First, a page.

Pittsburgh has spent the better part of a decade as an afterthought. Bottoming out in the Atlantic Coast Conference will do that.
The program’s long, slow rise back to relevance under Jeff Capel appears to finally be gaining traction.
The latest proof came in a 71-68 victory over No. 20 Miami on Saturday, a game that required a stirring late rally, a handful of defensive stops and something intangible but just as important: belief.
Blake Hinson tipped in a Jamarius Burton miss with 31 seconds to go to put Pitt (15-7, 8-3) in front and the Panthers forced the Hurricanes (16-5, 7-4) into a flurry of late miscues to earn their third win over a ranked opponent this season.
“I have so much appreciation for this team and what we’re doing,” said Burton, who finished with 19 points, 10 rebounds, seven assists and three steals, two of them in the final minute.
Burton is one of the few holdovers from a group that shuffled through an 11-win season a year ago, usually in front of a sparse crowd at the Petersen Events Center. Capel retooled through the transfer portal in the offseason, and after a sluggish start Pitt has recovered to win 14 of 17 while building a resume that could have it in NCAA tournament consideration for the first time since 2016.
This may have been the most improbable of the bunch.
Miami led by as much as 11 and went up 68-60 on a Norchad Omier dunk with 2:26 to go. The Hurricanes wouldn’t score again as Pitt closed on an 11-0 run.
“We obviously don’t want turnovers,” Miami coach Jim Larrañaga said. “A couple of times we thought we had great opportunities to finish the play and we didn’t.”
Jordan Miller led the Hurricanes with 18 points. Isaiah Wong added 14 but Miami committed three of its 12 turnovers in the final 35 seconds as the Panthers stormed back.
Burton stripped Wong with 35 seconds left and raced downcourt. His layup bounced out but Hinson followed to give the Panthers their first lead since the middle of the first half.
Wong attempted to back Burton down in the lane but Burton wrested the ball free. Pitt turned it over on the ensuing inbounds but Miami’s Wooga Poplar gave it away. Greg Elliott made two free throws at the other end with 2.5 seconds to go and Wong’s last-second heave was short as the first sellout crowd at Pitt since 2019 erupted.
The finish perhaps shouldn’t have been a surprise. Pitt is 5-1 in conference play in games decided by three points or less, as a group thrown together over the summer — many of them making essentially their last stand as college players — has organically gelled into a selfless and cohesive unit.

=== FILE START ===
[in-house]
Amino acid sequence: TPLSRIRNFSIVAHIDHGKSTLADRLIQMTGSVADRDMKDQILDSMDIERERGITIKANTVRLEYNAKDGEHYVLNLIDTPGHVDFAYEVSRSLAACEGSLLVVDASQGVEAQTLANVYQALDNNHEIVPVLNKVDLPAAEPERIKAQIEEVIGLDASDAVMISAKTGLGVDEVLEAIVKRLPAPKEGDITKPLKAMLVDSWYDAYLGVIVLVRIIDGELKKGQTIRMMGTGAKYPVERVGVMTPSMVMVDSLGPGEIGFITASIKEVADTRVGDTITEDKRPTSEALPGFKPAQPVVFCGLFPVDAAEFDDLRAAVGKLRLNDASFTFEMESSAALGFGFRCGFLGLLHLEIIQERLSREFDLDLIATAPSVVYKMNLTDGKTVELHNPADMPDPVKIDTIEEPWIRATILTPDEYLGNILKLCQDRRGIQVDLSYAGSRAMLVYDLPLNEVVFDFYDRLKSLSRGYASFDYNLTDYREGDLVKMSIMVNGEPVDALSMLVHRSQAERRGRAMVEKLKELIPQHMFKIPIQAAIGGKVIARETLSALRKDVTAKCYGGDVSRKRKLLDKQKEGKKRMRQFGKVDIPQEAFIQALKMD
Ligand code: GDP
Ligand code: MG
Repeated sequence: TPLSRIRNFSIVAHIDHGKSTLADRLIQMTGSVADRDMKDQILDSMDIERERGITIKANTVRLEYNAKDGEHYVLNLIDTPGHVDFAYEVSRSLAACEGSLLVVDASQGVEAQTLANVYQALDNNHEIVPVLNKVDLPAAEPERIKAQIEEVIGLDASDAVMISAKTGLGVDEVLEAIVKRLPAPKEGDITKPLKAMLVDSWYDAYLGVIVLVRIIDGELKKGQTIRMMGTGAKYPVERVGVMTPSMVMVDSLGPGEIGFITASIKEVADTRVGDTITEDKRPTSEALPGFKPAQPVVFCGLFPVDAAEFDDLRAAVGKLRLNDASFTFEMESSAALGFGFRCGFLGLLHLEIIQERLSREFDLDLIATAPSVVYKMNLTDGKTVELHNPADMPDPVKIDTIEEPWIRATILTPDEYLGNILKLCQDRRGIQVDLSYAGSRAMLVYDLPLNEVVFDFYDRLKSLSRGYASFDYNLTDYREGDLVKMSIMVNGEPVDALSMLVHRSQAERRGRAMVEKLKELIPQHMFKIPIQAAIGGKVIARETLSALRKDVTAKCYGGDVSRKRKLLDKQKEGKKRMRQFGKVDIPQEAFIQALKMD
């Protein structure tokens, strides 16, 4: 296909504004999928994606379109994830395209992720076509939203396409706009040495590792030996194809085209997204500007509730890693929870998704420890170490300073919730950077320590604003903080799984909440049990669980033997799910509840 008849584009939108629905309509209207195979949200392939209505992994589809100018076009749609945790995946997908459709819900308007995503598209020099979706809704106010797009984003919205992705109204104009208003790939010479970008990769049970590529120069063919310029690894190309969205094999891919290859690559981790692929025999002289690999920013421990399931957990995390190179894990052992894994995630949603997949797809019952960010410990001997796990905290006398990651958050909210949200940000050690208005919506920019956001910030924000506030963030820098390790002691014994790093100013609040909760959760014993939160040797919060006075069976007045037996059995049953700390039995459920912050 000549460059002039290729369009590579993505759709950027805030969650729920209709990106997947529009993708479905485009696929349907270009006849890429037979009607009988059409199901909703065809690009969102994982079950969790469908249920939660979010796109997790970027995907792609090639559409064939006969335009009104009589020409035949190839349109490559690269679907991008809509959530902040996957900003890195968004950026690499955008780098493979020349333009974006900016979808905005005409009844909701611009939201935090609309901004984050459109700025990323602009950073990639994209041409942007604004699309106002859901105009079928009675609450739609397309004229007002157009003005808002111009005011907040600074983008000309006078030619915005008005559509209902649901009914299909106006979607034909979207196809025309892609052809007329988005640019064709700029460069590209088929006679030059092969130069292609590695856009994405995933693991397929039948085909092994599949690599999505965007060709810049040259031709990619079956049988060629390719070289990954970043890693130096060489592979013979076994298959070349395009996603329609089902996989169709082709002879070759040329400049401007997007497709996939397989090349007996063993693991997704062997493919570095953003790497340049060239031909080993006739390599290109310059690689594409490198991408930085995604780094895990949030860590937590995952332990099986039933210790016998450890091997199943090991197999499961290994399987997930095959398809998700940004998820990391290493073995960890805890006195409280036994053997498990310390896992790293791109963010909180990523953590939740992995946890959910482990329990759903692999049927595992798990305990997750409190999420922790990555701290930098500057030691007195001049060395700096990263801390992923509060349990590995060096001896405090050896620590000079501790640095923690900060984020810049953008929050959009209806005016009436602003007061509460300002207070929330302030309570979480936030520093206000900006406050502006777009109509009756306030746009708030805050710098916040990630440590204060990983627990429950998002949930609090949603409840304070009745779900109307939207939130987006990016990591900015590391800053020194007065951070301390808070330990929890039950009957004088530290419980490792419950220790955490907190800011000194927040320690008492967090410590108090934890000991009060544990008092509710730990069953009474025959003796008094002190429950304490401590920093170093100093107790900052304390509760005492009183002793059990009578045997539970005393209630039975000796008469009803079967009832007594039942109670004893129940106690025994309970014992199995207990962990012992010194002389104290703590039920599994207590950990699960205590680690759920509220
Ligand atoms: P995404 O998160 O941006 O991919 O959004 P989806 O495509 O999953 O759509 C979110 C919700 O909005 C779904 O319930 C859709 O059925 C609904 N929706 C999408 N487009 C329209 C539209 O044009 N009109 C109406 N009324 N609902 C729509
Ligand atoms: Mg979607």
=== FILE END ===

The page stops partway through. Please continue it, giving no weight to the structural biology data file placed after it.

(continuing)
“I think the belief is there, it’s strong,” Capel said. “They believe in each other more than anything and as a coach, that’s really cool to see.”
Miami: The experienced Hurricanes seemed firmly in control for long stretches but their inability to execute in the final seconds was surprising for a team that reached the Elite Eight last season.
Pittsburgh: On a day the program honored the 2003 team that won the school’s first Big East championship, the current Panthers borrowed a page from that storied group’s book and used suffocating defense down the stretch to win.
A conference title for Pitt may be asking a bit much, but they have forced their way into the NCAA tournament conversation, a welcome change for a program that’s been synonymous with losing since Jamie Dixon left for TCU in the spring of 2016.
Miami: Hosts Virginia Tech on Tuesday.
Pittsburgh: Visits North Carolina on Wednesday. The Panthers beat the Tar Heels at home on Dec. 30.
Erdogan unveils Turkey’s first astronaut on election trail
Turkey’s first astronaut will travel to the International Space Station by the end of the year, President Recep Tayyip Erdogan said Saturday after an illness forced him to cancel several days of appearances.
Air force pilot Alper Gezeravci, 43, was selected to be the first Turkish citizen in space. His backup is Tuva Cihangir Atasever, 30, an aviation systems engineer at Turkish defense contractor Roketsan.
Erdogan made the announcement at the Teknofest aviation and space fair in Istanbul, the president’s first public appearance since falling ill during a TV interview on Tuesday. He appeared alongside Azerbaijan’s president, Ilham Aliyev, and Libya’s interim prime minister, Abdul Hamid Dbeibeh.
“Our friend, who will go on Turkey’s first manned space mission, will stay on the International Space Station for 14 days,” Erdogan said. “Our astronaut will perform 13 different experiments prepared by our country’s esteemed universities and research institutions during this mission.”
Erdogan described Gezeravci as a “heroic Turkish pilot who has achieved significant success in our Air Force Command.”
The Turkish Space Agency website describes Gezeravci as a 21-year air force veteran and F-16 pilot who attended the U.S. Air Force Institute of Technology.
Wearing a red flight jacket, Erdogan appeared in robust health as he addressed crowds at the festival. Turkey’s presidential and parliamentary elections are scheduled for May 14, and opinion polls show Erdogan in potentially his toughest race since he came to power two decades ago.
Turkey is dealing with a prolonged economic downturn, and the government received criticism after a February earthquake killed more than 50,000 in the country. Experts blamed the high death toll in part on shoddy construction and law enforcement of building codes.